Food security Bill
to see more delay as panel tenure ends
September 24, 2012
The government is
unlikely to take up the National Food Security Bill in the
winter season of Parliament as the panel examining the proposed
law had to be reconstituted as its tenure had lapsed.
The National Food
Security Bill, 2011, which was introduced in the Lok Sabha by
food minister KV Thomas in the winter session last year, was
referred to the Parliamentary Standing Committee chaired by
Vilas Muttemwar for approval.
The Bill envisages
giving legal rights to highly subsidised grain to 63% of
country?s population. The parliamentary panel discussed the
proposed legislation many times but could not finalise its
?We need to
reconstitute the parliamentary panel as its tenure lapsed last
month,? Thomas told FE. Thomas said Congress Lok Sabh MP from
Nagpur, Muttemwar, would continue to chair the panel, while new
members have to be inducted into the new panel.
The Speaker of the
Lok Sabha would shortly announce the names of new members.
Official sources said the panel could not finalise its report
due to ?lack of consensus? on basic elements. Under the proposed
legislation, the government had sought to divide the targeted
population under ?priority? and ?general? categories, where
rice, wheat and coarse grains would be distributed at R3, R2 and
R1 per kg, respectively.
The government is
now considering proposals to remove categories, such as priority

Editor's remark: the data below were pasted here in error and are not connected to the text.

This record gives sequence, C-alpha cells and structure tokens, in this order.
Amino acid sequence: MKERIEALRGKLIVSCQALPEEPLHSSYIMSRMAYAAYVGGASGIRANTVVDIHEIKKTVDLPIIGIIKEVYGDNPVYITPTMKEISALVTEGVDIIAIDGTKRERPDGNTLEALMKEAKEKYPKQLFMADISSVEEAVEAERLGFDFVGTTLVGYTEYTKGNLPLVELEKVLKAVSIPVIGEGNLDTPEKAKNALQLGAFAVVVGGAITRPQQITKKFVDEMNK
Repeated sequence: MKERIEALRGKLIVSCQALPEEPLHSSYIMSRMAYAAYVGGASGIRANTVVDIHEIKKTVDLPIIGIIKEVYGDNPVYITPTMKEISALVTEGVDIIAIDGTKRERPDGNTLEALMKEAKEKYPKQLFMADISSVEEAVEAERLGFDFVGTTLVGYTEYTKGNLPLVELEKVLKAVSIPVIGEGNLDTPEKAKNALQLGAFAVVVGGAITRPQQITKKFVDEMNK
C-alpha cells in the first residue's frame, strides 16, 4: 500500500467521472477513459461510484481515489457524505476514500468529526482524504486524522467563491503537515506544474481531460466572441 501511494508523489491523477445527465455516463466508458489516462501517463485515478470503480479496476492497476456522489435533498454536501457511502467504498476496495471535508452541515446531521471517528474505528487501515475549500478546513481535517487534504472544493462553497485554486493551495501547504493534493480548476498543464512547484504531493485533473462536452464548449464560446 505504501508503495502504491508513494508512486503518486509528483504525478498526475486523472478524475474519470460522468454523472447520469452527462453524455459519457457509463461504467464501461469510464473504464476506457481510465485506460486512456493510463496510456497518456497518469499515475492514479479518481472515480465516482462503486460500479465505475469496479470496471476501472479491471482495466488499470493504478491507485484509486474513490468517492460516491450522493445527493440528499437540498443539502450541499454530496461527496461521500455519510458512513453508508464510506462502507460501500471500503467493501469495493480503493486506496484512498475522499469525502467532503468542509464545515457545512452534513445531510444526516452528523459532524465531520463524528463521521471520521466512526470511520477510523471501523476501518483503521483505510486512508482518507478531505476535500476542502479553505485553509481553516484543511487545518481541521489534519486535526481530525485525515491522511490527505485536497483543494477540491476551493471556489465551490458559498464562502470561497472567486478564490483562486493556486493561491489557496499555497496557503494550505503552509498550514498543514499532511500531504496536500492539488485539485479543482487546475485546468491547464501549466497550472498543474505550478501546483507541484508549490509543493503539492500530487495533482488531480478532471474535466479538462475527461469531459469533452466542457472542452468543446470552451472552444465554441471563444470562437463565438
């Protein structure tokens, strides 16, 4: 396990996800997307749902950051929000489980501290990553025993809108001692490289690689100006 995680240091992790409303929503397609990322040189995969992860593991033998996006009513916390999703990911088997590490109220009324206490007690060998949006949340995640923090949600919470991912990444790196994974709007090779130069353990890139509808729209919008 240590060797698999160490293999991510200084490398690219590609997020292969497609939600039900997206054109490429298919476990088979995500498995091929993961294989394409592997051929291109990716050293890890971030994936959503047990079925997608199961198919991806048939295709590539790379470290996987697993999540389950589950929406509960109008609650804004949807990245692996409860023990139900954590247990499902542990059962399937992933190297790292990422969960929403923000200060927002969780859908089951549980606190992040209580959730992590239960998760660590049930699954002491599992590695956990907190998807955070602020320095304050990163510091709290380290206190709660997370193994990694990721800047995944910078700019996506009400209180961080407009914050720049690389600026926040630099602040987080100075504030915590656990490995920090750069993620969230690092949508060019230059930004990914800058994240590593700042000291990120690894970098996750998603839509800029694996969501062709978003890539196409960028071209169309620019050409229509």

and general, altogether, as demanded by experts, including
development economists John Dreze and Planning Commission member
suggested giving uniform legal entitlement of at least 25 kg of
grain to 67% of the country's population at a fixed rate of
R3/kg rice, R2/kg wheat and R1 per kg of millet. The food Bill,
on the other hand, proposes 35 kg of grain to priority
households (BPL families) and a minimum 15 kg for general
households (APL families).
At present, under
the Targeted Public Distribution System, around 180 million
households ? 65 million BPL and 115 million above poverty line
(APL) category families ? get subsidised rations of 35 kg per
month per family through the fair-price shops.
government would not able to roll out the food Bill as the
socio-economic caste census 2011 is yet to be finalised by the
rural development and urban development ministries.
states have already gone ahead and implemented schemes similar
to this, although without legal entitlement.
Tamil Nadu, Andhra
Pradesh, Chhattisgarh, Orissa, Rajasthan and Kerala have
expanded the traditional Public Distribution System (PDS) to
include people who are not below the poverty line under schemes
for guaranteed supply of food under highly subsidised rates.
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